Quest Rolls Out Options for Office 365 Migrations
Quest Software today described its migration solutions for organizations moving to Exchange Online and Office 365.
The company has developed several tools for moving from legacy and premises-based e-mail systems to Microsoft's cloud-based software. Quest, a Microsoft Gold Certified partner based in Aliso Viejo, Calif., described its "OnDemand Migration for Email" solution in a phone chat. OnDemand Migration for Email is a relatively new service designed to help organizations and managed service providers move e-mail systems to Exchange Online or Office 365. The service runs off Microsoft's Windows Azure cloud platform and costs $10 per migrated mailbox.
"It's primarily used to migrate customers from on-premise Exchange to Office 365 and Live@edu, but we've also seen a handful of our wins from companies that are switching from Google [Apps] to Office 365," said Michael Tweddle, senior director of product management at Quest, in a telephone interview. "It's been a tremendous solution for us and has been on the market for close to nine months now."
Quest also announced its "Coexistence Manager for GroupWise." This service adds new support for maintaining coexistence with Novell GroupWise 7 and Office 365 or Exchange 2010 while migrating e-mail systems. The company also will be offering a new "GroupWise Migrator for Exchange" product, which will be available later this quarter.
So far, Quest has helped move more than 90 million mailboxes over to the newer Microsoft cloud platforms, Tweddle said. The most popular workload to move to the cloud among Quest's customers has been e-mail, followed by migrations to SharePoint Online, he added.
While features aren't exactly the same between on-premises and online versions of Microsoft's products, Quest foresees a day when Microsoft will offer additional capabilities from its hosted offerings.
In general, the company sees five common mistakes being made by organizations migrating to Microsoft's online services. Quest provides both migration support and also helps out when things go bad. Common errors include poor planning for the migration, not estimating the migration's effect on the organization's operations, having no e-mail coexistence strategy in place, and a lack of backup and recovery preparations should things go wrong. Also, organizations may not know how to optimize the management of the new system once it's in place.
Tweddle said that Quest's migration tools handle the transformation of the data during a migration, but IT pros still face a learning curve with the new system and have to plan out their migrations. For instance, they have to determine whether to move all of their mailboxes or just the ones that are most active. It's also important not to clutter up the new system with old data. He said that some Quest customers archive their GroupWise e-mail with e-discovery capabilities rather than put it into the online production system.
Another approach is to use a hybrid solution, in which some e-mail is supported by an on-premises Exchange installation and some by the cloud-based Office 365. That might be done by a company for compliance reasons, for example. Setting up such as hybrid configuration involves a little work.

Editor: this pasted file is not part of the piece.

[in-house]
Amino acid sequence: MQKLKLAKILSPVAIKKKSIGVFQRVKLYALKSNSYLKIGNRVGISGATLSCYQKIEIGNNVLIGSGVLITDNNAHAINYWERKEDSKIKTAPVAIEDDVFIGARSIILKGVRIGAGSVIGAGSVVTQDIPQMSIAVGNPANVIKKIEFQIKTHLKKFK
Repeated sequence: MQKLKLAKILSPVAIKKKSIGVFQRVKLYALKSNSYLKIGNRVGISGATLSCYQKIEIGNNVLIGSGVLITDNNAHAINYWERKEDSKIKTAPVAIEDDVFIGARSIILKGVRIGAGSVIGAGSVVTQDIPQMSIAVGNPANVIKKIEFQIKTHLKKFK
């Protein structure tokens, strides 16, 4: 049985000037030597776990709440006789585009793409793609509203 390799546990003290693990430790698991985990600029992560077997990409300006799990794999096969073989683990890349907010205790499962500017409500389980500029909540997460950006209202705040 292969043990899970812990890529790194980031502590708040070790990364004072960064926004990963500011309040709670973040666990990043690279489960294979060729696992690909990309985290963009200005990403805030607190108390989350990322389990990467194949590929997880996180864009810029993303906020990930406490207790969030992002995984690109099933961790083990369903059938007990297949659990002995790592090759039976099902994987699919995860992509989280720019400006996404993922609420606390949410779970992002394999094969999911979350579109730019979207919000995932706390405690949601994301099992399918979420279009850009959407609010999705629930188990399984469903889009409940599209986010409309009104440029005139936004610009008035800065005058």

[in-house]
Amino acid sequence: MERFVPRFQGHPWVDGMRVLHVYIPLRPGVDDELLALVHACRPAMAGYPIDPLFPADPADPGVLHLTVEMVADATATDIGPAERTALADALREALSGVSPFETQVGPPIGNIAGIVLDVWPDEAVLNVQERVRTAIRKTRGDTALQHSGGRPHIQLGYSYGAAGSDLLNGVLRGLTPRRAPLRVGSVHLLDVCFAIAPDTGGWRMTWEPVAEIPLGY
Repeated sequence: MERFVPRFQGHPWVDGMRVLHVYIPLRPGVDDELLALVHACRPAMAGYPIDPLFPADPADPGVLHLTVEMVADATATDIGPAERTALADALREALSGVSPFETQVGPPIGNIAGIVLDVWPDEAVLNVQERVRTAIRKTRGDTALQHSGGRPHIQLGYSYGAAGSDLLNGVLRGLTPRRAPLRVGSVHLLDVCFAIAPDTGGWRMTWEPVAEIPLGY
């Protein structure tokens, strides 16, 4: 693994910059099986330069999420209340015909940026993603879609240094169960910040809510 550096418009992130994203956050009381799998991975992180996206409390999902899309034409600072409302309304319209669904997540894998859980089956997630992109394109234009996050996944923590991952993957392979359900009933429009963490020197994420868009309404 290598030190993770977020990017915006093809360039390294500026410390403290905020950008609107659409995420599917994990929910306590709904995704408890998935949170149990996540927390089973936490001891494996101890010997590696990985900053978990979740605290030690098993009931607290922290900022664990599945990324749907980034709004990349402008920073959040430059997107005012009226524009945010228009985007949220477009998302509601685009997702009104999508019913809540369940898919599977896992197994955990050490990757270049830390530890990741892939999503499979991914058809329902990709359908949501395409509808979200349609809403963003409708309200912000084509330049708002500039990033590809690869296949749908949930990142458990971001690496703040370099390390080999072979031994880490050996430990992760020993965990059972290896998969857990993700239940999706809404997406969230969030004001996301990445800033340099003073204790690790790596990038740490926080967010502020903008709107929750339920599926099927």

"Microsoft is making it certainly easier, but there are challenges in the sense that customers have to do some prep work on their legacy environments in order to take advantage of it [a hybrid configuration]," Tweddle said. "For example, if someone is on Exchange 2003, you can't today support that unless you have installed and upgraded your environment to Exchange 2010. The term that's normally used is 'rich coexistence'."
Another consideration when moving to Office 365 concerns Active Directory. An Office 365 tenant can only synchronize with one AD forest. If companies have multiple forests, then they will have to consolidate them to one forest first in order to sync with Office 365 apps.
Organizations tapping Microsoft's cloud also have to consider throttling limitations. And while Microsoft promises "three nines" uptime, Office 365 has had a few outages for hours at a time. Quest found one of those outages to be notable as it happened during one of its migration operations for a customer.
For those companies rolling into Microsoft's cloud and not happy with it, Quest has a service that it calls "offboarding."
"If they don't like what they've gotten themselves into, we have solutions here at Quest and can certainly help them," explained Tri Nguyen, manager of product management at Quest. "We can certainly help customers also migrate from Office 365 back to an on-premises Exchange environment. We also have another solution that helps search, compare and support that information that's in Office 365 back to a .PST or legacy Exchange system as well."
So far, Quest has supported a wide range of organizations in helping move them to the cloud.
"I would say that the majority of the SMB [small-to-medium business] space is probably the most common population," Tweddle said. "We've done migrations for universities, for example, that have taken advantage of Office 365 that can be pretty large in size. So, when you include faculty, staff and students, it can upwards of 100,000 mailboxes that are moving. Probably the most popular vertical has been state and local government and education. But from the company-size standpoint, in the commercial segment, it has been smaller companies, and I would say 'smaller' is a few thousand seats or less."
Quest this week commences its 11th annual The Experts Conference (TEC) in San Diego, Calif. The event is cosponsored by Microsoft and focuses on Exchange and SharePoint migrations, Microsoft identity technologies and PowerShell expertise, among other matters.
Kurt Mackie is online news editor for the 1105 Enterprise Computing Group.